Tuesday, February 21, 2006

Was That So Hard To Say?

This week’s thing for the newspaper turned out completely different to what I expected. I had a really amusing incident about a stewardess at 15,000 feet and couldn’t find any way to shoehorn it in. So to speak. Don’t you just hate it when that happens? Anyway…


It’s not often this column turns its cultural hand to the fine art of book reviews, the blame for which I lay squarely on the doorsteps of publishers. Very few, it seems are releasing titles which incorporate the two essential characteristics I demand from my books, namely (1) big writing so I always feel like I’m getting somewhere and (2) colourful and amusing pictures. (If the pictures are of the ‘pop-up’ variety then all the better.)

But recently I’ve managed to summon up the stamina to finish not one, but two picture less books and each left its own indelible mark. The first was described as a “very funny rant against consumer capitalism” and came recommended to me by a friend with comments such as “it’s perfect for a grumpy old man like you”. (I’m paraphrasing.) It had the charming title of “Is It Just Me Or Is Everything Sh#t?” and without any further ado, here is my review. If you only read one book this year, please make sure it is NOT this one. I won’t use the language the authors obviously adore so much but let’s just say that this book would not be out of place if it itself had been listed IN the book, if you see what I mean.

Moving swiftly on, I’m happy to report that the second book was much better. Written by Lynne Truss, it was called “Talk to the Hand” and was an examination of rudeness and unacceptable behaviour in the modern world. (Come to think of it, the first book could have been included here also.) Ms Truss covered many subject areas but principal among her arguments was the notion that the use of simple politeness words such as ‘please’ and thank you’ is in rapid and alarming decline. Not only that, but she also argues, quite rightly, that when we expect to hear these words - and don’t - our sense of outrage is sending blood pressures soaring to dangerously high levels.

This point was underlined to me in spectacular fashion last week during a journey to the airport. As usual, the traffic was crawling along the motorway but I’d given myself plenty of time to catch the flight so my relaxed demeanour was calmness personified. I’d almost got to the point of whistling “zippedy-do-da” when a large car roared up beside me and indicated its desire to merge into my lane.

“No problem sir,” I thought. “You’ve been considerate enough to use your indicators so go ahead and join our happy little traffic jam.” I slowed slightly and flashed my headlights to sanction his request and then sat back to wait for the acknowledgement of my selfless act. I waited. And then I waited some more, but nothing happened. No wave, not even the briefest flash of his hazard lights.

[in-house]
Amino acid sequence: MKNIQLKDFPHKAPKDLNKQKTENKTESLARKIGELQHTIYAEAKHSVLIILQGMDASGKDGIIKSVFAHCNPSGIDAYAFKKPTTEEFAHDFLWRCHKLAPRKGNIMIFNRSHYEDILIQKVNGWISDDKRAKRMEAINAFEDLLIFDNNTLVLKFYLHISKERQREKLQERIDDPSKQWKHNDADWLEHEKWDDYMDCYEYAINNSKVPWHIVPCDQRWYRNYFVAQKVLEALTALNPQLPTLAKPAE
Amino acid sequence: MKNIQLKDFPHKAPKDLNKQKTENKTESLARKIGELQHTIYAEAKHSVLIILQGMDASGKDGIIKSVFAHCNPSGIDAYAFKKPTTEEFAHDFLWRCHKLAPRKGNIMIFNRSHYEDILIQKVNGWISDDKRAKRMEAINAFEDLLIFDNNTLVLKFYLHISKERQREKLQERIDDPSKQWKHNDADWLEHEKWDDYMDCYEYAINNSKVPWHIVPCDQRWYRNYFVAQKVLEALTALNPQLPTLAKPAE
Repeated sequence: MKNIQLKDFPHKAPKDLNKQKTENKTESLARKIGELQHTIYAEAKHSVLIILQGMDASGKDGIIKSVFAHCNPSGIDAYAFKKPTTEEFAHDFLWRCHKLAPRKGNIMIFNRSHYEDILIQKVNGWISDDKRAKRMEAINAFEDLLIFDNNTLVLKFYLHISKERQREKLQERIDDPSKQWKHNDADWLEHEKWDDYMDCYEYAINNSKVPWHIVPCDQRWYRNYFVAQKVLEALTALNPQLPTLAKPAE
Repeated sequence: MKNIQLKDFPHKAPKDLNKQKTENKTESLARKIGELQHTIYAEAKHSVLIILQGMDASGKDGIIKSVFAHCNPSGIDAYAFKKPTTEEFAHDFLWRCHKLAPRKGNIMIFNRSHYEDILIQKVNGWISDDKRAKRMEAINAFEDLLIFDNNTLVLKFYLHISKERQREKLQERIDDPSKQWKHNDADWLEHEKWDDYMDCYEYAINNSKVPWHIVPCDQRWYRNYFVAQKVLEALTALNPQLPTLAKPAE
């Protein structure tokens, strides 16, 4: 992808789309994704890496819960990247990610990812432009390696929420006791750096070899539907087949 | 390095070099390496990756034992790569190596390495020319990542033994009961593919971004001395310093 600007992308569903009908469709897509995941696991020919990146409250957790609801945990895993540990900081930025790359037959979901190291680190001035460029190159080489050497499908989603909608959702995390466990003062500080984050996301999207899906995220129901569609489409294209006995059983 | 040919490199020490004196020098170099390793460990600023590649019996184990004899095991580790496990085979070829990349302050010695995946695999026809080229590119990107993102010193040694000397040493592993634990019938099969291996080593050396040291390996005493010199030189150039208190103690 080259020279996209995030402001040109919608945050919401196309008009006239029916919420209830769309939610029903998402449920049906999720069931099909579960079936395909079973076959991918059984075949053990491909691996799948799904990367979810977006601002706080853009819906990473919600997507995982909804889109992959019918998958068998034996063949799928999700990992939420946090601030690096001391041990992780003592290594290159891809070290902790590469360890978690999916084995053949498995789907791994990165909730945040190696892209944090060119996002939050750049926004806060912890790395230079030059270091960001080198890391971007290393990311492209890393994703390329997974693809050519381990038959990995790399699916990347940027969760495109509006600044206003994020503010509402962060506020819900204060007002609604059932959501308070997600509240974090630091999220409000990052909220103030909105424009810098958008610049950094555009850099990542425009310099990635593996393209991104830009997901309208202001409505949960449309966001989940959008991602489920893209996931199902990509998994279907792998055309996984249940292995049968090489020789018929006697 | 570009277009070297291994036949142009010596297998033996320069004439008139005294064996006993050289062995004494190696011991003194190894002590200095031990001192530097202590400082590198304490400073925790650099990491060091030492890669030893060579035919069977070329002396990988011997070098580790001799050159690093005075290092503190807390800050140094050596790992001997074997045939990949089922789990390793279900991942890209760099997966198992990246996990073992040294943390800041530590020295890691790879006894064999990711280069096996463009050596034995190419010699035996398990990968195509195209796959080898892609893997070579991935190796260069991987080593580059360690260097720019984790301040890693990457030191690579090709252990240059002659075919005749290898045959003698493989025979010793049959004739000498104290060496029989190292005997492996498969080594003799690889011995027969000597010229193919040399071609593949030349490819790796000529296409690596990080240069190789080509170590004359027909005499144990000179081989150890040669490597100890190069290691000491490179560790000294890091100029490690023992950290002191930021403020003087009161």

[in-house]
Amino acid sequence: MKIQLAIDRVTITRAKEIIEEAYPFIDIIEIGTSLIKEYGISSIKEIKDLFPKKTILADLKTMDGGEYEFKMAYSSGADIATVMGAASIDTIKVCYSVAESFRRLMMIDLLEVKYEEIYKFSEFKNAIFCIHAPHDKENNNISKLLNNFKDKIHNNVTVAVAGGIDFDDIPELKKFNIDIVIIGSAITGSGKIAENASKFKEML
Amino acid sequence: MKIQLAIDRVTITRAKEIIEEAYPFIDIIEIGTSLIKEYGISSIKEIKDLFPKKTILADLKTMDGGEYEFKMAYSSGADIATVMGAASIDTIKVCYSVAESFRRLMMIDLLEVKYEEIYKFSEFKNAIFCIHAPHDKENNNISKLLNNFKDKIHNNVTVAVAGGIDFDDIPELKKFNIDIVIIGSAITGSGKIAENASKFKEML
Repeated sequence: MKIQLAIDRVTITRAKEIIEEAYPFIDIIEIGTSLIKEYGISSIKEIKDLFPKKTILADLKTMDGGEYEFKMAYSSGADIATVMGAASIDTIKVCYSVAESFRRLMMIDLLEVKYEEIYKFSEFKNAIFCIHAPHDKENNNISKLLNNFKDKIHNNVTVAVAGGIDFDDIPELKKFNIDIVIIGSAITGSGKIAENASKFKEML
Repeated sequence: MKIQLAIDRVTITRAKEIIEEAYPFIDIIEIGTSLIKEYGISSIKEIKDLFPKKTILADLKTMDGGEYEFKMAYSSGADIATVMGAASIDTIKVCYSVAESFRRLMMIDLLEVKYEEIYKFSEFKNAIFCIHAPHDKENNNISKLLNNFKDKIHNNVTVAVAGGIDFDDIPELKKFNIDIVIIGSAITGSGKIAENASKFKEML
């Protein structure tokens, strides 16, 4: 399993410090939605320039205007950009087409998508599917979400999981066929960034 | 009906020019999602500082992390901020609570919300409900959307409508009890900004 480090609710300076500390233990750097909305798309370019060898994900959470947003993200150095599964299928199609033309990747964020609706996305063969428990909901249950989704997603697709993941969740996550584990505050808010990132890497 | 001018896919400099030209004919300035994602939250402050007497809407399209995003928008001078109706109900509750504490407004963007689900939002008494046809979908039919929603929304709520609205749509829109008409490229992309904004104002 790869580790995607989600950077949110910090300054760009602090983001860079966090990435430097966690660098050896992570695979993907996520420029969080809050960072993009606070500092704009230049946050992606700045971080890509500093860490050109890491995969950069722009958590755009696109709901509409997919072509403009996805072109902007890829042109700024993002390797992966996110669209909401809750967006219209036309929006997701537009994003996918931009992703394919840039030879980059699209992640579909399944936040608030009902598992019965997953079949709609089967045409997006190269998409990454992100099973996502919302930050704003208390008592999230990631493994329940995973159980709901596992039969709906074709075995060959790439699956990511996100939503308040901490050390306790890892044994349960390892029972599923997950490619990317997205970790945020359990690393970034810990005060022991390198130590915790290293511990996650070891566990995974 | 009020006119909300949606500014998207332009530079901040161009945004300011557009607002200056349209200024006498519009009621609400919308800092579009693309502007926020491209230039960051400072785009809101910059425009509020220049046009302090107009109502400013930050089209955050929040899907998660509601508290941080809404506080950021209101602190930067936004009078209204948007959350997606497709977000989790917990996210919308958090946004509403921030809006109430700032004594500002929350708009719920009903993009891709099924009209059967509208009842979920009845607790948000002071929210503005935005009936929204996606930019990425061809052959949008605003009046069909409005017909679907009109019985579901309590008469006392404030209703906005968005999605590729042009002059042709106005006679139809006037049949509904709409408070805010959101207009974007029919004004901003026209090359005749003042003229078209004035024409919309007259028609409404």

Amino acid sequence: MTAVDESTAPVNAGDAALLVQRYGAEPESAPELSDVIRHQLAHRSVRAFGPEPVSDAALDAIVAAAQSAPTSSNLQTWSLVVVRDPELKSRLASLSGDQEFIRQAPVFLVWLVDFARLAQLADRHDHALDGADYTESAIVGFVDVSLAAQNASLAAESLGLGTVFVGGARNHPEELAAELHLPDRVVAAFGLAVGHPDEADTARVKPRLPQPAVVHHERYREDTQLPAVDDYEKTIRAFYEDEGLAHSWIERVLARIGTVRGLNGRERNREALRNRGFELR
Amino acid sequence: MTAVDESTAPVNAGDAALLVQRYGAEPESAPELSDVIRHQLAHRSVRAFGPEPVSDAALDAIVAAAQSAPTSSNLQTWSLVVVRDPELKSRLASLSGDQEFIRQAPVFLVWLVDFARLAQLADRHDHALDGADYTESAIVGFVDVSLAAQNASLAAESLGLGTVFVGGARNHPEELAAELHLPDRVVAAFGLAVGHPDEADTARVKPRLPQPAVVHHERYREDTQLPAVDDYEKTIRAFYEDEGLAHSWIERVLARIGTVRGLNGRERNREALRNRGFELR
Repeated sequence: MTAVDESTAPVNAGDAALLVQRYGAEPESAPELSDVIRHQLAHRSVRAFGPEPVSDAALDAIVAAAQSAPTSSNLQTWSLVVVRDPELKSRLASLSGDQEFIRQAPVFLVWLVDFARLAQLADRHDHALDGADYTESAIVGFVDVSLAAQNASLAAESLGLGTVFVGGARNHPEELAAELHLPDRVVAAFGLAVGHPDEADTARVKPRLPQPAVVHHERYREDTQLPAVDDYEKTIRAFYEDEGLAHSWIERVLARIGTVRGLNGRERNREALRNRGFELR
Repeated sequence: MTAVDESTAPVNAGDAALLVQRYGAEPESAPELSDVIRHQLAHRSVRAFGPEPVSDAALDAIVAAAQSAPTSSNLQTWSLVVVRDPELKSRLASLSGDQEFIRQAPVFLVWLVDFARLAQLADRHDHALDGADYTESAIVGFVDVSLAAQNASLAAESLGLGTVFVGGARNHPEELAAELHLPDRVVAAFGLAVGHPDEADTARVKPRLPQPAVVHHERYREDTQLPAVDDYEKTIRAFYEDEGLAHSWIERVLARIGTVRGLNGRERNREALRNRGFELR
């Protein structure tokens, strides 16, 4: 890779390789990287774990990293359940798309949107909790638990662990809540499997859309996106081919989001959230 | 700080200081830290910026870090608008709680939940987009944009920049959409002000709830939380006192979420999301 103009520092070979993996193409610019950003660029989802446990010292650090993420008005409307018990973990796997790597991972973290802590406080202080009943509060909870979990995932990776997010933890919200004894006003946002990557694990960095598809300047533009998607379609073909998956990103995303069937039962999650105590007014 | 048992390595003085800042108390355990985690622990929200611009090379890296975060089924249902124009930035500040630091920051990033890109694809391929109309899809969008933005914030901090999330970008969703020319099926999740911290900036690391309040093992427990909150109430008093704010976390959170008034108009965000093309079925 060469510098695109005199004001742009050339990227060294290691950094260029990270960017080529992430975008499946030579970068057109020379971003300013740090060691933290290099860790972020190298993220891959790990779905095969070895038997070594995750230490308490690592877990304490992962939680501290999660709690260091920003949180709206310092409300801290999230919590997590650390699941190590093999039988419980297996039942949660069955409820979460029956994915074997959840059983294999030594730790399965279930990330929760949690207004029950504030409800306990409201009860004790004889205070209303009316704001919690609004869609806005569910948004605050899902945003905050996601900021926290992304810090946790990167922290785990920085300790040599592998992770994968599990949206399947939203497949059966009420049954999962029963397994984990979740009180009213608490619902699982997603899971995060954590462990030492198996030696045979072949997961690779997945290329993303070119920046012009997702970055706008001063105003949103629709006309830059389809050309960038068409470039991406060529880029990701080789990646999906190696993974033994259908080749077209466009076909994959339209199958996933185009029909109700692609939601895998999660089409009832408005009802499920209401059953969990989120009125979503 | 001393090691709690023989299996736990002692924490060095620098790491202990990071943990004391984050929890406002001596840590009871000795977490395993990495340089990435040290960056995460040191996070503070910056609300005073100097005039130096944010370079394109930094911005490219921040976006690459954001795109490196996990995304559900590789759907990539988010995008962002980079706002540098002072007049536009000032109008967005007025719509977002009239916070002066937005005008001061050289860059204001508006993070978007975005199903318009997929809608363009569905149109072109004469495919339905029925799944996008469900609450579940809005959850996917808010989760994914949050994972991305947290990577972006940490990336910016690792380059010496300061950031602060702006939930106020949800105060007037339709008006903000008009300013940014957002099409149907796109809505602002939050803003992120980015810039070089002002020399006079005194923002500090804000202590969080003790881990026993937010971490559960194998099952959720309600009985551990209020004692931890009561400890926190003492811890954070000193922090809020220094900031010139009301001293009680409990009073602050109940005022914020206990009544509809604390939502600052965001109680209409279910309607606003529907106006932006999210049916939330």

In an instant, my sunny disposition turned into a boiling rage and I unleashed a torrent of sarcastic fury to compensate for the affront. (I haven’t quite mastered the sarcastic hand gesture yet but I think I discovered one to fill the void meantime.)

“YOU’RE WELCOME!” “ANY TIME MATE!” “NO REALLY, THE PLEASURE WAS ALL MINE!” (I’m paraphrasing again.)

I’m not one who usually spouts sweeping generalisations but is it just me or are all BMW drivers sh..? But I digress.

“Talk to the Hand” is a well written, thought provoking and, crucially, very funny book and I would recommend it as essential reading for all. If I can be so bold, I’d like to tell Ms Truss that I’m very much looking forward her next book but next time, please consider adding a few pop-up pictures.

6 Comments:

At 21/2/06 6:06 am, Blogger carl said...

Dear Neil,
I know the feeling about the politeness. I wrote a posting about getting arrested on the first because my son's principal attempted to grab a paper from my hand (rude) and I called him a name (rude)I think the lesson here is that if one is to be arrested smash the bugger in the face and be done with it (really, really rude).
Tom

 
At 21/2/06 8:13 am, Blogger Lesley said...

When someone lets me into the line (rarely happens, I live in France remember)I am usually so grateful that I slow down to a snail's pace, try to make eye contact, wave several times with both hands and generally hold up the poor bugger who let me in probably ensuring that he will never reapeat the act of altruism for the rest of his driving career.

(BTW don't you just hate it when you let someone in and then they get throught the light just as it turns red for you)

 
At 21/2/06 9:23 am, Anonymous Anonymous said...

God you are soooo right
and the old purple hair brigade are the worse
think they own the supermarket aisle space and expect doors to be opened for them but slam them in YOUR face.
Keep up the good work in your column.

 
At 26/2/06 8:52 pm, Anonymous deborah said...

Lynne Truss also wrote that book about full stops, commas and all that
Eats, shoots and leaves
Another or your bugbears
Sorry, late in the evening can't find my words.

And by the way, love that photo of you with the beard. Very intense and poetic, Byronic?

 
At 26/2/06 9:03 pm, Anonymous deborah said...

PS

Blood pressure soared yesterday, for exactly that, a sense of outrage.
Someone in a bar here in Bordeaux asked me for a glass of wine so I poured him one and then he did the same to others and never paid a round himself... the worse sin in the world in my book.
But after all, that is the first time in thirty years!

 
At 26/2/06 11:52 pm, Blogger Neil said...

The Byronic beard? As worn by the Six Million Dollar Man? Alas, no.

 

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